The package outlined in the report includes possible reforms in six broad areas:

The Future of Building Control - Establishing the Vision and Strategy for Future


Modernising the System - Effective Risk Based Inspection and Enforcement

New Routes to Compliance - Minimising the Burden

Customer-Centric Approach - Improving Guidance and Other Tools to Aid

Individual Compliance

Improving our Approach to Regulation - Stability and Forward Planning

Performance Management and Future Capacity

The report can be accessed via the Communities and Local Government website at: www.communities.gov.uk/buildingregs and is also available in the Libraries of both Houses.

Government Response to the All-Party Inquiry into Anti-Semitism

The Minister for Local Government (Mr. Phil Woolas): I am pleased to announce that I am today laying before Parliament a Command Paper setting out Government's response to the all-party inquiry into Anti-Semitism.

The Government welcome the all-party Parliamentary inquiry's constructive and comprehensive report into anti-Semitism and is grateful to the Committee for the detailed work it has undertaken in this area.

The Government share the Committee's commitment to the eradication of racism and intolerance wherever they exist. We acknowledge that there is no room for complacency, and recognise and commit ourselves to the practical nature of many of the Committee's recommendations.

The Government strongly condemn anti-Semitic incidents and understand the fears and concerns of the Jewish community. Anti-Semitism is not just a problem
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or concern for the Jewish community but impacts on society as a whole. The Government have a shared responsibility to tackle anti-Semitism and all other forms of racism and prejudice—not only with those communities directly affected, but with all members of society.

We believe the best way to do this is through effective implementation of strong legislation against racial and religious discrimination and racially and religiously motivated crime, underpinned by policies and strategies to increase racial equality and build community cohesion particularly through education.

The document I am publishing today sets out in full the Government's response to each of the Committee's recommendations.

Communities and Local Government

Major Works’ Costs (Leaseholders)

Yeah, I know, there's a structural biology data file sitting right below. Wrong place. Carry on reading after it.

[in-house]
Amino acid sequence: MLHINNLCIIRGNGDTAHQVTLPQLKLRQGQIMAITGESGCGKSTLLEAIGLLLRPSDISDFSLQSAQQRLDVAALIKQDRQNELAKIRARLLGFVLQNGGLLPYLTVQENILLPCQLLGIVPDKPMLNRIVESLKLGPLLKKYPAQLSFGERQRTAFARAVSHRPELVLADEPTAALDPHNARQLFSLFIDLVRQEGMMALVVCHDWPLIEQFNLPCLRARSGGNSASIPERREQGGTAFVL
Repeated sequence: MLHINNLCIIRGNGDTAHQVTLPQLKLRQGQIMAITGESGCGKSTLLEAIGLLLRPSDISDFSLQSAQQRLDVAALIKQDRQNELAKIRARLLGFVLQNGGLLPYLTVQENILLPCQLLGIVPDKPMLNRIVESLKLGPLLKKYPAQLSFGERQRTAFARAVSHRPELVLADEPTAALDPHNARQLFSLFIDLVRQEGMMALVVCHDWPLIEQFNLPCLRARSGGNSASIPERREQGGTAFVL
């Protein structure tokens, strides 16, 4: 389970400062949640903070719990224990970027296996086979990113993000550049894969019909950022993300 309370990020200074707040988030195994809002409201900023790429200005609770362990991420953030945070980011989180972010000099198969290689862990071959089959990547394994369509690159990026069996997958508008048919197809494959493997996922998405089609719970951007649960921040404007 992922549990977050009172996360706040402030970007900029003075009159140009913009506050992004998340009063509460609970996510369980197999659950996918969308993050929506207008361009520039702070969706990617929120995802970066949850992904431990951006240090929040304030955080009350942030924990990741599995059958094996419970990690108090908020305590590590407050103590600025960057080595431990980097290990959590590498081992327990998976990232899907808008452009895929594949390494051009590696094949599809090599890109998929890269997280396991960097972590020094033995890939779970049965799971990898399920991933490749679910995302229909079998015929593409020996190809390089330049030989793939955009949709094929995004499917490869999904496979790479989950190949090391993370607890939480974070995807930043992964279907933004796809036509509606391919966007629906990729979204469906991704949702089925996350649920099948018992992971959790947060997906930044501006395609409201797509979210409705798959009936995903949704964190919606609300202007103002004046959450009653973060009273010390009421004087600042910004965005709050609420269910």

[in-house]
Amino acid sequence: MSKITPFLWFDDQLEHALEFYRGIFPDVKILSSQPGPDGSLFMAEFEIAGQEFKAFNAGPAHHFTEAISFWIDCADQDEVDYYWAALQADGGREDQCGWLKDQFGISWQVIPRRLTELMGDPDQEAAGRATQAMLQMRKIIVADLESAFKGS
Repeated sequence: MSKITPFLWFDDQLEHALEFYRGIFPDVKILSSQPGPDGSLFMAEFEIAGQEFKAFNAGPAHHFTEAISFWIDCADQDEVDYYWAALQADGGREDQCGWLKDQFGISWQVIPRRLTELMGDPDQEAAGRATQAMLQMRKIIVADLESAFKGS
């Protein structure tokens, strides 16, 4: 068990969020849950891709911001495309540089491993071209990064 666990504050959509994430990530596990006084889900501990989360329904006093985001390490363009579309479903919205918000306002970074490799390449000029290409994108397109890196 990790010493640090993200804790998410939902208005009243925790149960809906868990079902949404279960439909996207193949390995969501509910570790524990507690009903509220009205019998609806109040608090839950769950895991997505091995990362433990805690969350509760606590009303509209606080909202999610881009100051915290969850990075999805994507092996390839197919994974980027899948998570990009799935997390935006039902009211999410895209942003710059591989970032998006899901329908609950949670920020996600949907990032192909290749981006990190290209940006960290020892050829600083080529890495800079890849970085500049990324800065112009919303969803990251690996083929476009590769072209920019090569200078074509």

The Minister for Housing and Planning (Yvette Cooper): This statement reports progress on the Government’s review of the complex issues raised by the high major works bills now faced by some owners of ex-council flats (‘leaseholders’). It sets out progress and further steps that the Government will take to address these issues, while looking for other sustainable solutions in the longer term.


Tenants who buy flats from local authorities, and people who buy flats formerly owned by local authorities, are responsible for contributing towards the cost of repairing, maintaining and improving the properties in which those flats are situated.

Some current works of repair, maintenance and improvement to local authority properties are generating high major works bills, particularly in London. We have commissioned research into the impact on leaseholders, and have published the results on our website, at: http://www.communities.gov.uk/index.asp?id:=l504262.

The Government’s Review

We recognise that substantial major works bills may cause difficulties for some leaseholders and have consulted widely on the implications with all the stakeholders.

Our review has mainly focused on the range of ways in which local authorities can help leaseholders to pay their bills. It has also considered how landlords currently communicate with leaseholders on scheduled major works and their costs.

Capping of Service Charges

Leaseholders do not always have to pay the full amount that their lease requires. Major works charges are capped to no more than £10,000 in any five-year period when the works are funded by specified Government grants.

Ways of Helping Leaseholders Pay Their Bills

Local authorities can already help leaseholders to pay their bills in a number of ways.

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Some local authorities offer leaseholders the HouseProud equity release scheme managed by the Home Improvement Trust. A number of lenders also offer other equity release products that can be tailored to people’s needs.

Taken together, these offer leaseholders a wide range of options. But we have found that these are not all available in all areas.

What the Government Will Do

We think more can be done in the short term to help leaseholders to deal with high major works bills by means of these existing options, with enhancements and additions in the longer term.

But the alternative of simply extending the existing scheme for capping bills would bring severe problems. Capping all major works bills to £10,000 while taking no account of ability to pay would be very expensive—in London, this could, on current figures, cost more than £40 million.

But we recognise that there may be people whose financial resources are so squeezed that more targeted action may be needed. So we will do the following:

We will make it clear to local authorities that they should:

We are continuing to look further at ways to address this complex and sensitive issue. These actions represent work in progress. We will also actively monitor developments, to ensure that all concerned focus on the best ways of tackling these issues both now and in the future.